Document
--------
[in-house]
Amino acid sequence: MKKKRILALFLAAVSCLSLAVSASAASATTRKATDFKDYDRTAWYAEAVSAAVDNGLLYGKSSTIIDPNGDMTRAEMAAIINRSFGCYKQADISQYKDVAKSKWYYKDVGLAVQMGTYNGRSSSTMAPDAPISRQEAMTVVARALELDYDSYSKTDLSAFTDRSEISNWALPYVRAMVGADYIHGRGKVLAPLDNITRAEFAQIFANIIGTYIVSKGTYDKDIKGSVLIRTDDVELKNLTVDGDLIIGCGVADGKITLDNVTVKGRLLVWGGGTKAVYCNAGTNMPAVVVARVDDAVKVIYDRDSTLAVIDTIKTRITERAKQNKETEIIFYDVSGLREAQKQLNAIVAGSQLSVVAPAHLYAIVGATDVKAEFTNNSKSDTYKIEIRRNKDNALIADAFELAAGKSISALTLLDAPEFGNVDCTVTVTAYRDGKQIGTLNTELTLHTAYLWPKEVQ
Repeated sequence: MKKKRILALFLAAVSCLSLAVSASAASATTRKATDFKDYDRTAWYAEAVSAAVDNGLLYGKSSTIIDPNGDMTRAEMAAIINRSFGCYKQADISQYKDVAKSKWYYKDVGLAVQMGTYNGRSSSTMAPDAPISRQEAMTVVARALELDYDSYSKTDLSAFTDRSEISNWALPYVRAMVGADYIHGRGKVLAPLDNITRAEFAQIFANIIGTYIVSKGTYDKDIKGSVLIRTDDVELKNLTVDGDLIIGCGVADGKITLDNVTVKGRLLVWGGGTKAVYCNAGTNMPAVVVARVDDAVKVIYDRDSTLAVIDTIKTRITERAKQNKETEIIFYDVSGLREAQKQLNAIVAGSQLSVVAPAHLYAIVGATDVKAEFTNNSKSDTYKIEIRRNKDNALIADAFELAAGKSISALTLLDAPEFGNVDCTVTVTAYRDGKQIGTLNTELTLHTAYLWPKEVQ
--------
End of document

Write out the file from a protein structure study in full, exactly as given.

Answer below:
[in-house]
Amino acid sequence: MKKKRILALFLAAVSCLSLAVSASAASATTRKATDFKDYDRTAWYAEAVSAAVDNGLLYGKSSTIIDPNGDMTRAEMAAIINRSFGCYKQADISQYKDVAKSKWYYKDVGLAVQMGTYNGRSSSTMAPDAPISRQEAMTVVARALELDYDSYSKTDLSAFTDRSEISNWALPYVRAMVGADYIHGRGKVLAPLDNITRAEFAQIFANIIGTYIVSKGTYDKDIKGSVLIRTDDVELKNLTVDGDLIIGCGVADGKITLDNVTVKGRLLVWGGGTKAVYCNAGTNMPAVVVARVDDAVKVIYDRDSTLAVIDTIKTRITERAKQNKETEIIFYDVSGLREAQKQLNAIVAGSQLSVVAPAHLYAIVGATDVKAEFTNNSKSDTYKIEIRRNKDNALIADAFELAAGKSISALTLLDAPEFGNVDCTVTVTAYRDGKQIGTLNTELTLHTAYLWPKEVQ
Repeated sequence: MKKKRILALFLAAVSCLSLAVSASAASATTRKATDFKDYDRTAWYAEAVSAAVDNGLLYGKSSTIIDPNGDMTRAEMAAIINRSFGCYKQADISQYKDVAKSKWYYKDVGLAVQMGTYNGRSSSTMAPDAPISRQEAMTVVARALELDYDSYSKTDLSAFTDRSEISNWALPYVRAMVGADYIHGRGKVLAPLDNITRAEFAQIFANIIGTYIVSKGTYDKDIKGSVLIRTDDVELKNLTVDGDLIIGCGVADGKITLDNVTVKGRLLVWGGGTKAVYCNAGTNMPAVVVARVDDAVKVIYDRDSTLAVIDTIKTRITERAKQNKETEIIFYDVSGLREAQKQLNAIVAGSQLSVVAPAHLYAIVGATDVKAEFTNNSKSDTYKIEIRRNKDNALIADAFELAAGKSISALTLLDAPEFGNVDCTVTVTAYRDGKQIGTLNTELTLHTAYLWPKEVQ